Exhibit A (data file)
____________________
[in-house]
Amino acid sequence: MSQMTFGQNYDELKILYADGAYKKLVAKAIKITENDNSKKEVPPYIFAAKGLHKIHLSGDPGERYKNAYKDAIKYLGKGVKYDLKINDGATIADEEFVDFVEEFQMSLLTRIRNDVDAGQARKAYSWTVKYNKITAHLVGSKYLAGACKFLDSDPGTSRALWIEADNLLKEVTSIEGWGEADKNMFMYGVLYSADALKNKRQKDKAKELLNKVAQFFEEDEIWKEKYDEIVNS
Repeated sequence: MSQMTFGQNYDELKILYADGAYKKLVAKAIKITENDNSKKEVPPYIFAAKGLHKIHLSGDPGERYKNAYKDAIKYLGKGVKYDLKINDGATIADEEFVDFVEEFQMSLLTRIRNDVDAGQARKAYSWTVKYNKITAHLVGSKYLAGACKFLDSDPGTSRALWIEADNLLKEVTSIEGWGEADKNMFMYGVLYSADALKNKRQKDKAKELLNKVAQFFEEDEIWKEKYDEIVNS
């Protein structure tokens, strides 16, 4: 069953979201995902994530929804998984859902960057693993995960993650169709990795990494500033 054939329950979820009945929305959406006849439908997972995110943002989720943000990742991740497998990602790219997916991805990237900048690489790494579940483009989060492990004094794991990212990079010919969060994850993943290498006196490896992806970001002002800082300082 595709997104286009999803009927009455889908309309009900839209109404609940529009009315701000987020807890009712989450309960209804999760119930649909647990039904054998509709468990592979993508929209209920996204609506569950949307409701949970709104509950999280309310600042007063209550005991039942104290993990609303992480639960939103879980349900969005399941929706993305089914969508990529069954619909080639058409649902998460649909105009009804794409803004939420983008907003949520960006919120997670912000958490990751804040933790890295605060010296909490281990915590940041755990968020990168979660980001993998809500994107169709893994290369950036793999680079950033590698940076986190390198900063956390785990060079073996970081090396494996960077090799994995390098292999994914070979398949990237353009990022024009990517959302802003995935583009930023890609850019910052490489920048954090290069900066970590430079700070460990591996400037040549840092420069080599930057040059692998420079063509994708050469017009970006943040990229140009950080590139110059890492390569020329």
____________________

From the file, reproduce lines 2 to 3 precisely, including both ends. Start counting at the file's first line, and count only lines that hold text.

Amino acid sequence: MSQMTFGQNYDELKILYADGAYKKLVAKAIKITENDNSKKEVPPYIFAAKGLHKIHLSGDPGERYKNAYKDAIKYLGKGVKYDLKINDGATIADEEFVDFVEEFQMSLLTRIRNDVDAGQARKAYSWTVKYNKITAHLVGSKYLAGACKFLDSDPGTSRALWIEADNLLKEVTSIEGWGEADKNMFMYGVLYSADALKNKRQKDKAKELLNKVAQFFEEDEIWKEKYDEIVNS
Repeated sequence: MSQMTFGQNYDELKILYADGAYKKLVAKAIKITENDNSKKEVPPYIFAAKGLHKIHLSGDPGERYKNAYKDAIKYLGKGVKYDLKINDGATIADEEFVDFVEEFQMSLLTRIRNDVDAGQARKAYSWTVKYNKITAHLVGSKYLAGACKFLDSDPGTSRALWIEADNLLKEVTSIEGWGEADKNMFMYGVLYSADALKNKRQKDKAKELLNKVAQFFEEDEIWKEKYDEIVNS